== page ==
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Soler Santos, Ruel Caasi, Ronald Ventura and Igan D’Bayan blur boundaries at West Gallery exhibits

“Zacharias and Ezekiel” from Soler Santos’ show, “Hybrid Pictures”

Framed works are never static, if this solipsistic, fake news-ridden, anxiety-driven time that bore them clearly isn’t. If there is anything that the four solo shows opening at West Gallery on Dec. 7 have in common, they’re hinting at how we see things in multiple viewpoints, with one equally valid as the other, or sometimes even more impossible to distinguish from the next. Put simply, Soler Santos, Ruel Caasi, Ronald Ventura and Igan D’Bayan depict our time as how they see it.

Continuing the series “Hybrid Pictures,” which he began at Finale Art File earlier this year, Soler Santos shows another set of works that reference art and media’s long history of image-making. Deviating from his photorealistic paintings or his works employing elements from nature, Soler first began finding and cutting photos from ArtForum, and eventually moved on to sourcing images in art history books — for this series, a book on Michelangelo and on the Louvre collection.

One of his largest works in the show, “Zacharias and Ezekiel,” combines two of Michelangelo’s biblical paintings. The pages cut from the book are at the center, layered with acrylic and Santos’ charcoal drawings mimicking the outlines of the figures. The drawings are inverted, rotated, or seen upright — depending on which point of view — yet the figures turn to each other, seemingly conversing. The ghost-blue outline of a cloth floats below as the vivid orange saturating the prophet’s garb above complements the hue. Oil paint is dabbed and splattered, looking like either water, stain, or ether, as the repeating set of figures seem to float in hazy, unrecorded time.

 “Parang gumagalaw ‘yong images, at puwedeng baliktarin ‘yong painting,” says Santos. In some, he plays with images of Venus de Milo and the classical figures populating the interiors of the Sistine Chapel. In all, he collages, paints and draws, allowing a cross-breeding and referencing of different modes of image-making.

 

 

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Here, Santos playfully teases out the question, which represents the source and which represents the copy? What is reproduced through books and mass media has become the source of the figure drawn by hand. The pictorial plane seemingly collapses the divide between fake, fact, and fiction, and what we have are repeating elements taken from their context, harmoniously co-existing.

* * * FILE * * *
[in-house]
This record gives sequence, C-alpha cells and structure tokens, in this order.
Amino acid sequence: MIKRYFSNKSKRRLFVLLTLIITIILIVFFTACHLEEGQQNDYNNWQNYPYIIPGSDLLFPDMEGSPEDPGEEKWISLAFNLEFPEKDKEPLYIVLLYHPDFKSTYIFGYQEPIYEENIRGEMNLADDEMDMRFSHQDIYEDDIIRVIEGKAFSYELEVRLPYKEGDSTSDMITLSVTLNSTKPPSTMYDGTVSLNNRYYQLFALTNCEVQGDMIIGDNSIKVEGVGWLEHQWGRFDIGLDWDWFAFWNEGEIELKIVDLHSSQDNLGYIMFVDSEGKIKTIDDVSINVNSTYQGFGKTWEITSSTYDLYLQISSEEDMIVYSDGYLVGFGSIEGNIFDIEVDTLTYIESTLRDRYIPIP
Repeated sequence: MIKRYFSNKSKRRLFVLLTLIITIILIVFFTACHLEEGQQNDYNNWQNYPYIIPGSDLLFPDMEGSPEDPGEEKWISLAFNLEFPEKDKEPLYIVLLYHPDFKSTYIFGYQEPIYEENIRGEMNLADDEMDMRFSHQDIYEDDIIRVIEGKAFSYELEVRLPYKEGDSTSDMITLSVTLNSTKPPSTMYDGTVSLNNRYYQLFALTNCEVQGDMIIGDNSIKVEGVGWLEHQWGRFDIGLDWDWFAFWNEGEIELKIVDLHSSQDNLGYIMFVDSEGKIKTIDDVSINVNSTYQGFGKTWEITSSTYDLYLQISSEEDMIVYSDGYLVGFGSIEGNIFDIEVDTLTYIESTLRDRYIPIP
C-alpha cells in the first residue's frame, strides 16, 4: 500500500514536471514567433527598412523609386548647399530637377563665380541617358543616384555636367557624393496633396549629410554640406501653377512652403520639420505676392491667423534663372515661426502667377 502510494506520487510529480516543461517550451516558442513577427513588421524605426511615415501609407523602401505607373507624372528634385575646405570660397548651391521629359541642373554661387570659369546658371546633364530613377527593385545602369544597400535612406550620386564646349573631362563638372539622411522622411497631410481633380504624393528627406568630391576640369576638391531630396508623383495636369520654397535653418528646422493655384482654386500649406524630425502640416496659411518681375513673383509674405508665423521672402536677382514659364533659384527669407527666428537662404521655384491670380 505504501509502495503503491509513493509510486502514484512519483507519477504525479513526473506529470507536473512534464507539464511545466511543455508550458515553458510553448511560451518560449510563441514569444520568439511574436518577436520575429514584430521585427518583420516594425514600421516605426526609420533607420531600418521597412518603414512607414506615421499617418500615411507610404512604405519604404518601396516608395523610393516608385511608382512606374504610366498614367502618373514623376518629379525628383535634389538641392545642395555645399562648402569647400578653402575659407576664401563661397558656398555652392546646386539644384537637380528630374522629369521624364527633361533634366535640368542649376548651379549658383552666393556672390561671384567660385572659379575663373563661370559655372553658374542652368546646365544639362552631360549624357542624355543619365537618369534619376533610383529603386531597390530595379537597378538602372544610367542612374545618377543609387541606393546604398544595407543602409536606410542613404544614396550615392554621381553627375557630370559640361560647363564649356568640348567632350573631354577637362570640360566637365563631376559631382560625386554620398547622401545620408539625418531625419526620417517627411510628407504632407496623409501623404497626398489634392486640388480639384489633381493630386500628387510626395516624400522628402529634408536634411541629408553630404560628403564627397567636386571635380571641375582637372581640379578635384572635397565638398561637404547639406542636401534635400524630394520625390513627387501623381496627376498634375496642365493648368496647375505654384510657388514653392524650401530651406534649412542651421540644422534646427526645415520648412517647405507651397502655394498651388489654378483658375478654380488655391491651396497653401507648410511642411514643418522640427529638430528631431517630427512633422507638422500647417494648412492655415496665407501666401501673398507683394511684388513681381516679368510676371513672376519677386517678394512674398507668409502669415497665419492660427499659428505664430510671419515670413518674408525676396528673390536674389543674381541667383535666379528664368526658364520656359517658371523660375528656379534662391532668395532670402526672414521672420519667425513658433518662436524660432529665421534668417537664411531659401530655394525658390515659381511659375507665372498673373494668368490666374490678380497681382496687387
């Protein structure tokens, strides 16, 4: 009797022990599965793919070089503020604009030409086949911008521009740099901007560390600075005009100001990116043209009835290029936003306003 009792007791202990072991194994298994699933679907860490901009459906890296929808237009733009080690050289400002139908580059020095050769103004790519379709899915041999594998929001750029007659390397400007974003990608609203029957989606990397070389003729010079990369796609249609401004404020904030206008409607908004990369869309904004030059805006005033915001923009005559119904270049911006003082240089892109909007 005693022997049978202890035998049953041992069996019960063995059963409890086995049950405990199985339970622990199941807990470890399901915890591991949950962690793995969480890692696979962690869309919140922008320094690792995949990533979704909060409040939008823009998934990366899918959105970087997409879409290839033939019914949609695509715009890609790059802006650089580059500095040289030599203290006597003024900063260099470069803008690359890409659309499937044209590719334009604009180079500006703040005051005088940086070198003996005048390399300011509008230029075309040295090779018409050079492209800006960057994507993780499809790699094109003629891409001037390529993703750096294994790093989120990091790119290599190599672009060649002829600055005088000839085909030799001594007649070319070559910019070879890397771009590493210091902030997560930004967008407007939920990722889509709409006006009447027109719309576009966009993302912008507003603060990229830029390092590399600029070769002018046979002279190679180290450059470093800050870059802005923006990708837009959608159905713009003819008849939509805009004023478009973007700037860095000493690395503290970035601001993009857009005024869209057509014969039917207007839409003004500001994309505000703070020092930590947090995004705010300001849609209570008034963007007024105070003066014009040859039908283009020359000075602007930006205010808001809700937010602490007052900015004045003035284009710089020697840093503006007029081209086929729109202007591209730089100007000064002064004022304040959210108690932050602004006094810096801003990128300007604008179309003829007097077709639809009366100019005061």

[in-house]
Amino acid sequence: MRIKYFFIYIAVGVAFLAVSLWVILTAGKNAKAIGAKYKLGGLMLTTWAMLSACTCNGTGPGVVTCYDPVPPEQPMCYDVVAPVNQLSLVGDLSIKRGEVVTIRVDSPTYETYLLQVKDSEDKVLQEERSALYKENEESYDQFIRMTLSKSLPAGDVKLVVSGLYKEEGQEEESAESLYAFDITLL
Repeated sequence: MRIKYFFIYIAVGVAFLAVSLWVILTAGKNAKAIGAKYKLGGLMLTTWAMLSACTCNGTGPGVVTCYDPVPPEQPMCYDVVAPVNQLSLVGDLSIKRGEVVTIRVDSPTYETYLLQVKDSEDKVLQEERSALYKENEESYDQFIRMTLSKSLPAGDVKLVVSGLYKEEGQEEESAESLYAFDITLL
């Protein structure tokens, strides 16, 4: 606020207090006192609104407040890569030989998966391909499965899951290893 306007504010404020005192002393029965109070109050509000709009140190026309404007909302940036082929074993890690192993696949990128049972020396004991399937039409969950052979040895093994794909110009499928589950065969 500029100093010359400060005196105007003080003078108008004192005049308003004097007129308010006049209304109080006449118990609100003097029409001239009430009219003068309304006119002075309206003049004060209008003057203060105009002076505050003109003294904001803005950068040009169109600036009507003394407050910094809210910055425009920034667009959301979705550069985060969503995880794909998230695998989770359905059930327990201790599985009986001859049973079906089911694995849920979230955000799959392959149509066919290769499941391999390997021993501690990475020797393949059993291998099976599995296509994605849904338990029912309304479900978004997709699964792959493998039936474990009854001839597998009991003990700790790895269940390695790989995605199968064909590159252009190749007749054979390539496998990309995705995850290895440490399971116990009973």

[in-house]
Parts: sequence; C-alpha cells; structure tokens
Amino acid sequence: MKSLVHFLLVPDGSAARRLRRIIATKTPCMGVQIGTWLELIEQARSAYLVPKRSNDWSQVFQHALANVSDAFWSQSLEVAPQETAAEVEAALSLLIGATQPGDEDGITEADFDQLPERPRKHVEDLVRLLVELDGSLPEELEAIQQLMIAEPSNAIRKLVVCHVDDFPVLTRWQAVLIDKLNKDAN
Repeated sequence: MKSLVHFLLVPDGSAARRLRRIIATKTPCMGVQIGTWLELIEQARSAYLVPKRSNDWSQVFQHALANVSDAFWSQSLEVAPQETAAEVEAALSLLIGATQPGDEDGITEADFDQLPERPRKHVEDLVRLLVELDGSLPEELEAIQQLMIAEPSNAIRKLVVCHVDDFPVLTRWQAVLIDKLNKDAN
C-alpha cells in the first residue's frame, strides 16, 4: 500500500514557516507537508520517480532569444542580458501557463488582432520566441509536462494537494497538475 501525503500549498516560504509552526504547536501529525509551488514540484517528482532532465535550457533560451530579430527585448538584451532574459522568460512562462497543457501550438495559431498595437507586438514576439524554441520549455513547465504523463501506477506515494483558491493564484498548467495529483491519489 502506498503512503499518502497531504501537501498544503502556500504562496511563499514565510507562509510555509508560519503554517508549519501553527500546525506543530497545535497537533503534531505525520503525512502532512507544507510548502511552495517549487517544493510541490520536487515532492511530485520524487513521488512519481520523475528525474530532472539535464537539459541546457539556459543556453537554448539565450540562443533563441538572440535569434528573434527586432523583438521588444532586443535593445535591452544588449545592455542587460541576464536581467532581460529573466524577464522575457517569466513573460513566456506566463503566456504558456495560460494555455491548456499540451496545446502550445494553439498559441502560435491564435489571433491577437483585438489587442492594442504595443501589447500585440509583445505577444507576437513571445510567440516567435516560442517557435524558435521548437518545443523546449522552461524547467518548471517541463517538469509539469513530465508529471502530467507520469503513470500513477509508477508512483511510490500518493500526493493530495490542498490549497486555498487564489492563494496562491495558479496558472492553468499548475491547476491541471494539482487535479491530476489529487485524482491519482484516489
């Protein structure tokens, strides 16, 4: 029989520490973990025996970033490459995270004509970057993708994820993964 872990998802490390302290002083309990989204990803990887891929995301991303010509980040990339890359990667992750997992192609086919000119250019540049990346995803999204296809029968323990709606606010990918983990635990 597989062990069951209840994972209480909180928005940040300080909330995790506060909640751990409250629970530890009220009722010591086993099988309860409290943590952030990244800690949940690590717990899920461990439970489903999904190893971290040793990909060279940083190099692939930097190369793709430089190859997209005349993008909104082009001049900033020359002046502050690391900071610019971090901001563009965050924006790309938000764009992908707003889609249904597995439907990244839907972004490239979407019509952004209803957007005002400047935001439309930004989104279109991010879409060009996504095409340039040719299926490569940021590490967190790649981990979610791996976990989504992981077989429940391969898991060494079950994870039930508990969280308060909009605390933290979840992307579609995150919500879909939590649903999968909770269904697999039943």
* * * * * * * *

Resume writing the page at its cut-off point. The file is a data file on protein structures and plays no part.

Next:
Mounting his first solo show after a seven-year break, Ruel Caasi presents his exhibit entitled “Sinner and Saint.” Caasi has participated in several group exhibitions during the gap and, being the project director of Ronald Ventura and the founder of the art collective “The Working Animals,” Caasi has been more active in managing projects and curating exhibitions.

 “I kind of had a visual overload from these projects,” says Caasi. “In a way, this influenced my choice of the absence of color in my comeback solo show.”

In “Sinner and Saint,” Caasi continues exploring abstraction, albeit now more ripe with texture and bereft of color, save for the stark contrast of black and white. “The works can symbolize this constant battle between good and evil, light and dark, and other dualities,” he says. “They can also be interpreted in relation to racism, a social issue that goes way back in history but in recent times have resurfaced. I want to pose questions through these works, instead of giving explicit answers, which is the very nature of abstraction.”

While his abstract pieces before have touched on themes like environmental conditions, his works have always been rooted in practice and experimentation first before theory. “It is a philosophy deeply ingrained in our local traditions and indigenous art practices,” he says, “the concepts of playing-by-ear, relying on intuition, daring to venture into processes never tested before.”

As Caasi explores binaries and dualities, D’Bayan and Ventura both hint at the apparent blurring of borders in an age cluttered with too many images and icons. Human and animal categories blur, tigers cross pedestrian lanes, a monkey’s face stares out of the frame marked “millennial,” pagan rituals blend with heavy metal iconographies, and art blurs into advertisement. At the shows which run until Jan. 6, references to how we make, mix, view and venerate images are depicted in mixed media and in a visual language as old as painting.

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